The oilfield that ExxonMobil discovered five years ago is about 200 kilometers (125 miles) off the coast of Guyana, which used to be called British Guyana back before anyone was thinking about oil. The result is that the fishermen who sit smoking and chatting on the cement wall built to protect the land from the ocean can see nothing at all from their vantage point. Frigate birds soar lazily through the heat while bright red ibises fly above the mangroves. Everything looks as it always has, but soon, it will all change. That is the hope harbored by many, and the fear felt by some.
The oil off the coast of Guyana is of the highly coveted light sweet crude variety, and it is easily accessible. Some say that by the middle of this decade, Guyana could already be pumping more oil out of the earth per capita than even Kuwait. For the current year, the government in Georgetown issued a pre-corona forecast of oil revenues in the neighborhood of $300 million. The U.S. ambassador to the country said that Guyana could become the “richest country in the hemisphere and potentially the richest country in the world.”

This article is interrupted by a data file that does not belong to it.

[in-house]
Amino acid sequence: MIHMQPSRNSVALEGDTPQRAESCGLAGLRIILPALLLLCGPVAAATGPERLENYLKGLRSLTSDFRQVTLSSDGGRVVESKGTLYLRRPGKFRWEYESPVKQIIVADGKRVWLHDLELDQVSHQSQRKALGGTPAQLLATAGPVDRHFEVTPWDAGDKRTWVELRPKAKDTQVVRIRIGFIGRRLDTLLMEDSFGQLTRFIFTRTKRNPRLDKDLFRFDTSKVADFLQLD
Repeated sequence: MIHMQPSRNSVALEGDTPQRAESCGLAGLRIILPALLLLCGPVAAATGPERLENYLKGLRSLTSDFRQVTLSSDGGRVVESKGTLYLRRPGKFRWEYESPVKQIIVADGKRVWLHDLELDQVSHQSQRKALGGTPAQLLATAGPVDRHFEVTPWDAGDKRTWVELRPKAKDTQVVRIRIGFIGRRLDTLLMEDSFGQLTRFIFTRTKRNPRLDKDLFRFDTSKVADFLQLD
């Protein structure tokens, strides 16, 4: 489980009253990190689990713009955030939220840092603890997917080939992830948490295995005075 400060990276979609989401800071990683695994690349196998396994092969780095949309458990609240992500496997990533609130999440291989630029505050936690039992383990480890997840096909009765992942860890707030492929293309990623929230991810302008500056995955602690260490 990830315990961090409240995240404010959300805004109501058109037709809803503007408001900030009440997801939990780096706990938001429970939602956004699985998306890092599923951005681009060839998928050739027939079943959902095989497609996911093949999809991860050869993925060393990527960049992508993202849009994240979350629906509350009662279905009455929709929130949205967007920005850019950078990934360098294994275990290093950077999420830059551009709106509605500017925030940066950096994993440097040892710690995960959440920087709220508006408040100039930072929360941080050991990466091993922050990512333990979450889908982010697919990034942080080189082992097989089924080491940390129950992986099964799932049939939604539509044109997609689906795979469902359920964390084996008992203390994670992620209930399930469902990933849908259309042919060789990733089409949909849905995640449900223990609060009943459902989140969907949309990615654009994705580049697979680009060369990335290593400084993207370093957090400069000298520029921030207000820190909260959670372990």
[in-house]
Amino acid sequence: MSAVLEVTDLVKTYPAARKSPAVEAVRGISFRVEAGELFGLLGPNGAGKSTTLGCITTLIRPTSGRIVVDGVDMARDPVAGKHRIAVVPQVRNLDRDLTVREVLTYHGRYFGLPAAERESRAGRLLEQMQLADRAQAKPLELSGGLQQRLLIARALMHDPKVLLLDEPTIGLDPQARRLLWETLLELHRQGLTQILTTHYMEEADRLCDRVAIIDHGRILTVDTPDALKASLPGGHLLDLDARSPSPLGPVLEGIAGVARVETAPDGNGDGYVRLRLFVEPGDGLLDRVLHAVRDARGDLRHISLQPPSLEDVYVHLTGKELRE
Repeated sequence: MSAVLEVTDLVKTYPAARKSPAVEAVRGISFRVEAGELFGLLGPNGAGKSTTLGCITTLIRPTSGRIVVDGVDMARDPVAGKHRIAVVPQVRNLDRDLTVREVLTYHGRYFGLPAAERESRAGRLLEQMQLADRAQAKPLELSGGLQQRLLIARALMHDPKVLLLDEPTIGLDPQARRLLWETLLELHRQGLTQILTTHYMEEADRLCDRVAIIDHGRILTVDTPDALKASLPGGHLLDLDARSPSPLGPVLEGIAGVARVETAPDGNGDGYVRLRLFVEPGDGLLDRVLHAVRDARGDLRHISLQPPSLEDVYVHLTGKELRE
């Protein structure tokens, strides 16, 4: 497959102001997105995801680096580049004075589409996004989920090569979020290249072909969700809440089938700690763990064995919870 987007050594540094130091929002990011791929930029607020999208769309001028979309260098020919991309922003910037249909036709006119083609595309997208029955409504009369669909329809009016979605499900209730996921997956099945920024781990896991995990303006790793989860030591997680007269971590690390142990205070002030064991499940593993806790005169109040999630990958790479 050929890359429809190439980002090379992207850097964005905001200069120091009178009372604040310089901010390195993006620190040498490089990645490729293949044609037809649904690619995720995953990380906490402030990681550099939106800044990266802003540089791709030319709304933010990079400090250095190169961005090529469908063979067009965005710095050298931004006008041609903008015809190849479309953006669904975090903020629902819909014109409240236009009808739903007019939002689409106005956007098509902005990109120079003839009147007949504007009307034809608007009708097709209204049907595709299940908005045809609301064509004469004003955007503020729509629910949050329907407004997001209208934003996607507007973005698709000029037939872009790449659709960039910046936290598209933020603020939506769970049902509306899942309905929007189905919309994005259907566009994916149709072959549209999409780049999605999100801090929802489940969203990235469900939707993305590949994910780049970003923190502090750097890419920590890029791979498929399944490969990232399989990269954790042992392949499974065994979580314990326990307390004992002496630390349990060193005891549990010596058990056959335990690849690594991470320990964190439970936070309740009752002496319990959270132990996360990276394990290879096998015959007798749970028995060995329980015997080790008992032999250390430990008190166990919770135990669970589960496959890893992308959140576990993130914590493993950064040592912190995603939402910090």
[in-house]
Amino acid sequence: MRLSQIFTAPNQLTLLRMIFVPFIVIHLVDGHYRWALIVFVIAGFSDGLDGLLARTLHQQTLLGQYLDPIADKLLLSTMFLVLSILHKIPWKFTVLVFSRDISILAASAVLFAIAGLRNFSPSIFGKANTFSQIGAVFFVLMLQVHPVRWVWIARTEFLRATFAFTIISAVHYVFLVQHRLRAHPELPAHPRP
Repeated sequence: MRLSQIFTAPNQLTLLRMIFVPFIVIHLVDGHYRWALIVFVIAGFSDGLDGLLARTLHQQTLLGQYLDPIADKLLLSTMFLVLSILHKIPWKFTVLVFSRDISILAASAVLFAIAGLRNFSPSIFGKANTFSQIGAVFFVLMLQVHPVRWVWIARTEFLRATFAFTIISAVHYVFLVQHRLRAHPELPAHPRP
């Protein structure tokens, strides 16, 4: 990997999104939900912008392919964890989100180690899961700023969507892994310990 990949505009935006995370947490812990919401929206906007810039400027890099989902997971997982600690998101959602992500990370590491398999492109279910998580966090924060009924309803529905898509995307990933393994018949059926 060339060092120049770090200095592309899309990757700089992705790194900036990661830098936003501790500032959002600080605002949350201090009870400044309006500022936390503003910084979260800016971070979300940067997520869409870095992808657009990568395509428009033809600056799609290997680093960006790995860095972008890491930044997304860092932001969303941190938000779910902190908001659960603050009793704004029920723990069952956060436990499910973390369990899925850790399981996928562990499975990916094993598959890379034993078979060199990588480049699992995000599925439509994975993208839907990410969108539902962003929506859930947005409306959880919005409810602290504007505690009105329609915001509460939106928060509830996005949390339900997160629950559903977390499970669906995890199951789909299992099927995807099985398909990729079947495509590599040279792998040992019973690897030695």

Internal documents from the US military’s Africa Command (Africom) reveal ambitious plans to extend and reinforce a network of low-profile military bases and outposts across the continent. The files detail more than $330-million of spending, including a list of “prioritised” military construction projects planned to be carried out from 2021 to 2025. This is designated for infrastructure investments on US bases stretching across Africa. The files also suggest that Africom’s long-term planning extends for up to 20 years.